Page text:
In advertising, the success of a paid media placement can be measured by click-through rates, and the overall cost of a campaign can be equated to a cost per click. The lower the cost per click — defined by the overall ad dollars spent divided by the number of unique clicks that drive traffic to your website — the more successful the ad is for your client.
When it comes to editorial content, it is no secret that traffic and clicks demonstrate the interests of your readers. However, this science is not commonly known as an approach to measuring the performance of a journalist.
In mid-October, the Sacramento Business Journal reported that The Sacramento Bee — the fifth largest newspaper in California and the 27th largest paper in the U.S. — and its union were fighting back against owner McClatchy’s efforts to base employee performance reviews on the popularity of their stories as measured by clicks. Essentially, McClatchy — which owns The Sacramento Bee and 28 other daily newspapers in 14 states — is aiming to take the science of advertising-performance measurement and apply that to traditional journalism, and The Sacramento Bee is simply not having it.
In a world already bursting with “fake news” claims, paired with clickbait articles that often result in an interested reader clicking through countless pages just to get to the meat of the story, the integrity of reliable journalism is being compromised daily.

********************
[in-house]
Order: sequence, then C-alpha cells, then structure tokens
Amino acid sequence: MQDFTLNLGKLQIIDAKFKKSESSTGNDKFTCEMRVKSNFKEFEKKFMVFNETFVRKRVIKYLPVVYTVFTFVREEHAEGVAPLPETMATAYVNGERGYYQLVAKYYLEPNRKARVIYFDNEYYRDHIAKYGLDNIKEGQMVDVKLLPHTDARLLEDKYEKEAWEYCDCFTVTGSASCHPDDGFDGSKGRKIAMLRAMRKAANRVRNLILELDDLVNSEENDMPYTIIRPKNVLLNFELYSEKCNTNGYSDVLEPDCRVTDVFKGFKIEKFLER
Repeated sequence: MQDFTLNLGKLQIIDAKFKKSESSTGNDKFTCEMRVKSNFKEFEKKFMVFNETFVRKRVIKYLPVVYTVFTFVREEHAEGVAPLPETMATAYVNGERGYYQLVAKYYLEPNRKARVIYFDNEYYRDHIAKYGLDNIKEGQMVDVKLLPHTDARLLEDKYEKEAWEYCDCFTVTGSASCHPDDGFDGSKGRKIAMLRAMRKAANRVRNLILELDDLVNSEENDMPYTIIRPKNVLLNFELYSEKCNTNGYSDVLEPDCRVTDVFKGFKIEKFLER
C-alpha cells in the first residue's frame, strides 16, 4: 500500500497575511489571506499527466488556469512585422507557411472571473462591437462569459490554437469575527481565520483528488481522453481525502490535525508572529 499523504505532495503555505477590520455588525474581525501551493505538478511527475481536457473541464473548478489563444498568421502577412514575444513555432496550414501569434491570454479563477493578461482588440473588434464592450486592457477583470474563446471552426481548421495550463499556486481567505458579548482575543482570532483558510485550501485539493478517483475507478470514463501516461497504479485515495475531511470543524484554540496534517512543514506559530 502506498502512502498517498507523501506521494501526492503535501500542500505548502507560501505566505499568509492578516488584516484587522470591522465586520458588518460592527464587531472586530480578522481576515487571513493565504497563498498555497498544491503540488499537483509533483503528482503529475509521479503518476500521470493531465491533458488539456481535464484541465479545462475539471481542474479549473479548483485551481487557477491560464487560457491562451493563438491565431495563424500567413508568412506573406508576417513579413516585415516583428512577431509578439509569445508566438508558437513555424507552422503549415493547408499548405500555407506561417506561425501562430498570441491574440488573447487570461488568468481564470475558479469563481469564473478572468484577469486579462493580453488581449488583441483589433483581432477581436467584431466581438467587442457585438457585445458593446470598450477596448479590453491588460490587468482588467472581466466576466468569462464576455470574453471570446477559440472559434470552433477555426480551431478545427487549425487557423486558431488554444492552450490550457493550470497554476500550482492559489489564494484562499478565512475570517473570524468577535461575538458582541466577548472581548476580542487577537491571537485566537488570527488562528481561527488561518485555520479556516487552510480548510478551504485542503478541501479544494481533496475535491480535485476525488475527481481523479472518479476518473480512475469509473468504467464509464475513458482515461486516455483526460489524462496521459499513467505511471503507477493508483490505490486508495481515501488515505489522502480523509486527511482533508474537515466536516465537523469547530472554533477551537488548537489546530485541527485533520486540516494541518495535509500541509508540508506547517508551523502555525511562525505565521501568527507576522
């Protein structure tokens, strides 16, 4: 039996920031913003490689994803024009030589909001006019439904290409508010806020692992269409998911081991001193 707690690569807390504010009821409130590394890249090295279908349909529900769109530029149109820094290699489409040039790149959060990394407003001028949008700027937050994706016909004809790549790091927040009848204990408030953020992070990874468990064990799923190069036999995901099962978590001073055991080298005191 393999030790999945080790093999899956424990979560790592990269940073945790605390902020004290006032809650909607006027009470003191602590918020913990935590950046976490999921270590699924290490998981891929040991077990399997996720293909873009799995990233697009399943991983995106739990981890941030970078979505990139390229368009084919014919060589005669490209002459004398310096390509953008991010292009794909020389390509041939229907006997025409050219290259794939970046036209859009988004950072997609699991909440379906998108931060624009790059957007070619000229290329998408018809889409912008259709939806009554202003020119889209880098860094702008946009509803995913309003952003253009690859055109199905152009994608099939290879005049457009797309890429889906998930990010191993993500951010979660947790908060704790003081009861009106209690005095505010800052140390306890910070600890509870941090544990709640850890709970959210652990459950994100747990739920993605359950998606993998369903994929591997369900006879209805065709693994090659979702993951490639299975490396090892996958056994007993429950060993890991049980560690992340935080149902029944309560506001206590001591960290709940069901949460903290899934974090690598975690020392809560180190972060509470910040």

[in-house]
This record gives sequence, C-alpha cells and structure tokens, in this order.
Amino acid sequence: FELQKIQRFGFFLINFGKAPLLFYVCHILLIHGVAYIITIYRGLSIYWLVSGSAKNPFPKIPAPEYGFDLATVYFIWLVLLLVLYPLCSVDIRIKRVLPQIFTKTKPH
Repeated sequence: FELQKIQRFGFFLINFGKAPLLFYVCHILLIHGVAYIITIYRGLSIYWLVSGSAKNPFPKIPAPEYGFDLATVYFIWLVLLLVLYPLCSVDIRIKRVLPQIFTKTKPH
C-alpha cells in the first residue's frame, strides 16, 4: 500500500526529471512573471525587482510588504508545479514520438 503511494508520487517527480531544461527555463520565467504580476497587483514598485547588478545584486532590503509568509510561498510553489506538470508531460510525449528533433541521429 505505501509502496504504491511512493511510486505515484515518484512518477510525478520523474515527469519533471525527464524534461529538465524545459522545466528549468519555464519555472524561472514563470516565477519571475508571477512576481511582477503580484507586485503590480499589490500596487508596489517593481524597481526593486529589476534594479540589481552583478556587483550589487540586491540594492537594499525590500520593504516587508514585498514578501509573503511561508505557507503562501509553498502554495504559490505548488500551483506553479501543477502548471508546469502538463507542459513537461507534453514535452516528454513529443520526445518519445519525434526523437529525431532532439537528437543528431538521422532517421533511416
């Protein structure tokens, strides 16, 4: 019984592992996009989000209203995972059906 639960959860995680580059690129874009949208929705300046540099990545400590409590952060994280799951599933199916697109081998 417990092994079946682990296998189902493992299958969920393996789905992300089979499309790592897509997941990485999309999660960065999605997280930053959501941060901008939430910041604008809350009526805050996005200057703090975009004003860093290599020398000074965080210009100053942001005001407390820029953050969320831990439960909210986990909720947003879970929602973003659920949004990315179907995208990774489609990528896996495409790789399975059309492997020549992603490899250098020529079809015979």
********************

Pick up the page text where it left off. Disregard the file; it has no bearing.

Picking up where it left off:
So, how does McClatchy’s new approach impact journalism, and how do we as PR professionals continue to be assets to our media friends?
When McClatchy first filed bankruptcy in early 2020, we took a look at its impact on local journalism and PR professionals. We touched on the importance of intentional media relationships, the importance of quality content and relevant pitches, and how we as PR professionals can be an asset to our journo counterparts.
The latest developments in this story present a whole new challenge to PR pros. If McClatchy implements this new approach to performance reviews, we can no longer simply settle for pitching a story on why we THINK it will be of interest to their readers. We have to prove it. If they are being measured scientifically, then we as PR professionals must learn to incorporate the data that backs our claims.
Here, we’ve put together a list of three ways that PR professionals can prove their worth and help secure media coverage that matters to both their client and the journalist.
1. Leverage your SEO insights.
Search engine optimization refers to the process of improving the quality and quantity of a website’s traffic via the strategic use of keywords in content. Providing your target journalist with hard facts regarding what people are searching for and how your story concept will be intercepted by a simple Google search not only shows the relevance of the topic but can also provide insight that their article could also populate as a search result based on the keywords being utilized within the article.